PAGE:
DoC seeks legal advice on USAASA probe findings

DoC seeks legal advice on USAASA probe findings

Yunus Carrim. CC image courtesy of GovernmentZA on Flickr.

Communications minister Yunus Carrim has said the findings of an investigation into Universal Service and Access Agency of South Africa (USAASA) chief executive officer (CEO) Zam Nkosi will not be made public until after his department has conferred with the Chief State Lawyer’s Office.

HumanIPO reported in July the Department of Communications (DoC) had ordered USAASA to comply with an independent investigation into allegations of corruption at the agency, which receives funding from the country’s mobile operators and aims to ensure people living in remote areas have access to communications and ICT.

The allegations first surfaced in June 7, when Bantu Holomisa, leader of the United Democratic Movement, wrote to President Jacob Zuma claiming to have “disturbing information about the looting of state resources” at USAASA.

He also alleged Nkosi had worked with USAASA chairperson Pumla Radebe previously and that Nkosi’s CV lists Radebe as a reference, though Radebe did not withdraw from the appointment process.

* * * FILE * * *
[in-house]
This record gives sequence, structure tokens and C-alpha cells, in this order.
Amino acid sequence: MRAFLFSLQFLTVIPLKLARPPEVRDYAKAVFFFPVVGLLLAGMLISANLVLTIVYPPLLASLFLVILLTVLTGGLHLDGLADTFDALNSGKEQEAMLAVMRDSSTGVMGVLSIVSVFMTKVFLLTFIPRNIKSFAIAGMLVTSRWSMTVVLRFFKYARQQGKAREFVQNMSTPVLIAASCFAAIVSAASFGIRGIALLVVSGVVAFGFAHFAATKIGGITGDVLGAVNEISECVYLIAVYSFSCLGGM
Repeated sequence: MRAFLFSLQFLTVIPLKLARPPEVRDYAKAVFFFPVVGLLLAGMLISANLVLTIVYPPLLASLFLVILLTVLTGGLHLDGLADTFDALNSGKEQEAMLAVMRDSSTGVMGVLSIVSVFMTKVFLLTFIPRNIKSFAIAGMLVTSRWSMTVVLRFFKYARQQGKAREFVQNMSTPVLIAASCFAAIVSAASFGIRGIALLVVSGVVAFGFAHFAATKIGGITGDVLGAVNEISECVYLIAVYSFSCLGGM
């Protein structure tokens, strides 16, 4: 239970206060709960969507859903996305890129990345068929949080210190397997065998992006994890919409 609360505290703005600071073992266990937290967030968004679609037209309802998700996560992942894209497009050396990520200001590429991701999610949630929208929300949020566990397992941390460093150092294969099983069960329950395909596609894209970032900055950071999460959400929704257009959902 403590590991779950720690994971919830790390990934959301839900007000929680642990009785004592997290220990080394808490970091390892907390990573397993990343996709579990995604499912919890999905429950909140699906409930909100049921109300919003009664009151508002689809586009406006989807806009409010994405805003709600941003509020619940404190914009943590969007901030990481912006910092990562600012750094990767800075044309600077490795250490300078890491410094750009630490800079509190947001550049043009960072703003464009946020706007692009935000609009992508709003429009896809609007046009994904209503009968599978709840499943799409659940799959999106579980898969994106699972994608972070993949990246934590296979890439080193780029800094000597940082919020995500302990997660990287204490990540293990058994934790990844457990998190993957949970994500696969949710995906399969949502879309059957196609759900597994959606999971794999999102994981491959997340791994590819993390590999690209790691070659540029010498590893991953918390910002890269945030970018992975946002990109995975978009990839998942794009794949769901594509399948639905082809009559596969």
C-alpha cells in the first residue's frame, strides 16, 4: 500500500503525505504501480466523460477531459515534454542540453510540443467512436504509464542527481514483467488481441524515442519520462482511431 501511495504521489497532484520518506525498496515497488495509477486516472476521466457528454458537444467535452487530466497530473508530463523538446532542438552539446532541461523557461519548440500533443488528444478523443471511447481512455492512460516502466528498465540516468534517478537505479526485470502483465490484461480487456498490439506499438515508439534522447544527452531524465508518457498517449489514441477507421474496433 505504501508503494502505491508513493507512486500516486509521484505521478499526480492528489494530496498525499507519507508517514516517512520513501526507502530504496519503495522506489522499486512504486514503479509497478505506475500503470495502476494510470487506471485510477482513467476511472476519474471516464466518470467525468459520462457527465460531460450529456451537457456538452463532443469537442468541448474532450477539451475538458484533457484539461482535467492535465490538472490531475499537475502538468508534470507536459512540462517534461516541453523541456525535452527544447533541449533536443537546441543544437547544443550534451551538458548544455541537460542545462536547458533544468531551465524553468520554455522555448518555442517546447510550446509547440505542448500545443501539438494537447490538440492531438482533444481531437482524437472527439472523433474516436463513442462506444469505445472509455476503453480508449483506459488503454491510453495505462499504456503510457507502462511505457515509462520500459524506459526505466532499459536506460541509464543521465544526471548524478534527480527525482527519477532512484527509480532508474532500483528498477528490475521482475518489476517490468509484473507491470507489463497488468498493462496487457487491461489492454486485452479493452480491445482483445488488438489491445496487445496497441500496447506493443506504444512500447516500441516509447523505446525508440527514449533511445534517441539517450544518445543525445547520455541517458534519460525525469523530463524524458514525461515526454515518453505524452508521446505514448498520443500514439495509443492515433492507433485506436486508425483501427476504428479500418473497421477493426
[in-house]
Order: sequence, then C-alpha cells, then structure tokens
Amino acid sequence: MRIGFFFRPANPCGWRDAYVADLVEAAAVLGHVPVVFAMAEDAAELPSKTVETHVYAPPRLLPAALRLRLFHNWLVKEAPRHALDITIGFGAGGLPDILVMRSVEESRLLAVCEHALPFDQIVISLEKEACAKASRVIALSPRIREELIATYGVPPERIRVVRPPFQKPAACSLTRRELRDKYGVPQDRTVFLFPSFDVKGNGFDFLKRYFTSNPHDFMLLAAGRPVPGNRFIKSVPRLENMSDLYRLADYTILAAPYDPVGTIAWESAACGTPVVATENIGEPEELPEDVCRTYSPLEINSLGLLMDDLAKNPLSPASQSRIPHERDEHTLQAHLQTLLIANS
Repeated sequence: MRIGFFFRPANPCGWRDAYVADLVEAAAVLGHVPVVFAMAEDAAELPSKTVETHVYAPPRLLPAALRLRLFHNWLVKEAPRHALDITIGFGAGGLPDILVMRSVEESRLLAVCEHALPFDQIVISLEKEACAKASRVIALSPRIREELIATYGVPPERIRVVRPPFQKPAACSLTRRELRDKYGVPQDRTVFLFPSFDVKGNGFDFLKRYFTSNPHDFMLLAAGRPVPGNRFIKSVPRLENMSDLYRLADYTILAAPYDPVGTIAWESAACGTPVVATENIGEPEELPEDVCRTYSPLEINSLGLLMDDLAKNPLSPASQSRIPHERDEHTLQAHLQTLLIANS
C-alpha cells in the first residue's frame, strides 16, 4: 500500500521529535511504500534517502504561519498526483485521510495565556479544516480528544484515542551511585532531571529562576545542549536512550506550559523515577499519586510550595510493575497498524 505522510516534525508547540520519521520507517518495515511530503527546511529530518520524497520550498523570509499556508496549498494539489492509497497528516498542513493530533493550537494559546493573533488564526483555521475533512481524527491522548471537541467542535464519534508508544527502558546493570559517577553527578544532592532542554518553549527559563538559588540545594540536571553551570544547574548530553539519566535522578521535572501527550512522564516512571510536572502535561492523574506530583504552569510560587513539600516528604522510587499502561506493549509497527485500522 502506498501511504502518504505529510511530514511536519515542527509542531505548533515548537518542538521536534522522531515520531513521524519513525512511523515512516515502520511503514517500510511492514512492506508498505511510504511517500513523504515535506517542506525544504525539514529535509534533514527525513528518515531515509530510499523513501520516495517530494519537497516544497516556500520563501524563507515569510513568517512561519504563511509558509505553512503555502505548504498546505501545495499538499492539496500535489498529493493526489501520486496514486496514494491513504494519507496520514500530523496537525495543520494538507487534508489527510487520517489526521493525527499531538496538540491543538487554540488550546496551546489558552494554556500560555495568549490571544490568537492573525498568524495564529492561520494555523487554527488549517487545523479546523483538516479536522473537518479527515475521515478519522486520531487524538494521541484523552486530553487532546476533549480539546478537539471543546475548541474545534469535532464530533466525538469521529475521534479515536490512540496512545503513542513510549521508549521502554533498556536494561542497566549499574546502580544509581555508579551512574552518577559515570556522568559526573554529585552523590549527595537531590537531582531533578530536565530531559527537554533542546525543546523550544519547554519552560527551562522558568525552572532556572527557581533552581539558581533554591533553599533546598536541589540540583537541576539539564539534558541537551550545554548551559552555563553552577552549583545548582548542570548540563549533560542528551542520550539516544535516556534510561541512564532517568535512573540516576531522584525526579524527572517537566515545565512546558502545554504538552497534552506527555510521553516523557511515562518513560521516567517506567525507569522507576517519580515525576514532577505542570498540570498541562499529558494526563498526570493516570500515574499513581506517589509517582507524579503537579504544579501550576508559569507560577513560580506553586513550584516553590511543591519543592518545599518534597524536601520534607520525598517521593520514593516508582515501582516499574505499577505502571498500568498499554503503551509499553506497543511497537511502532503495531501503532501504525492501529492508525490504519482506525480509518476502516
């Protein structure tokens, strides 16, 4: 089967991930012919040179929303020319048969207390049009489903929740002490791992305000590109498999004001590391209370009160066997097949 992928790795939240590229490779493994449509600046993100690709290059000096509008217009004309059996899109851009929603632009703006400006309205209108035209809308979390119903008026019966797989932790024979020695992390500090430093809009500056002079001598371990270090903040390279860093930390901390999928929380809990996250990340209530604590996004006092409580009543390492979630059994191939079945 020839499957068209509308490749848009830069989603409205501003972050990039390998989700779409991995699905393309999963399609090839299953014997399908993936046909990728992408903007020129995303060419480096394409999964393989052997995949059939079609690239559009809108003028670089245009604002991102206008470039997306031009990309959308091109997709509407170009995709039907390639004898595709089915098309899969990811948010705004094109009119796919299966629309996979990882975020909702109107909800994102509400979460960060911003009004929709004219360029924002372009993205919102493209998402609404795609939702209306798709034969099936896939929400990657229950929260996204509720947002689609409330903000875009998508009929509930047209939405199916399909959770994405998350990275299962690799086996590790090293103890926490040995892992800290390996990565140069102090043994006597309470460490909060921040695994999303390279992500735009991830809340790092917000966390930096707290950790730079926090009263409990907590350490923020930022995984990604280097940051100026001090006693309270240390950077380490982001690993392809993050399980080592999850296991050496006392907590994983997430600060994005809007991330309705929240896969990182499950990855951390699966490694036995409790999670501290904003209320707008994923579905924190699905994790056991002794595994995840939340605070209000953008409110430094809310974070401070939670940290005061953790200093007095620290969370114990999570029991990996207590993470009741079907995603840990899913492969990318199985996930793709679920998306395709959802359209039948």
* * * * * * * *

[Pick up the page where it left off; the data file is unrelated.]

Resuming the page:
Carrim, in a response to a parliamentary question by Cope member of parliament (MP) Julie Killian, said the investigation had concluded and that the findings have been considered by the USAASA board.

The DoC is now conferring with the Chief State Lawyer’s Office on its next steps, and Carrim declined to elaborate on the findings until this process was complete.

“We will certainly take the matter further, but have to, obviously, respect the legal rights of the USAASA CEO,” he said.

 “When Minister Carrim addressed the committee a fortnight ago we questioned him on progress and he’s basically repeated that in answering Juli’s question,” Marian Shinn, shadow minister of communications for the Democratic Alliance (DA), told HumanIPO.
“If there are sufficient grounds then appropriate legal steps must be taken to hold the relevant people criminally liable and appropriate punishment meted out. We will keep a watch on this issue and keep prodding for an outcome. It is gratifying to know that the issue hasn’t been swept under the carpet and that its seems there is sufficient weight in the allegations to take them forward for possible prosecution.”

In April, Shinn slammed former communications minister Dina Pule for failing to answer a number of parliamentary questions, one of which regarded a forensic investigation into USAASA.

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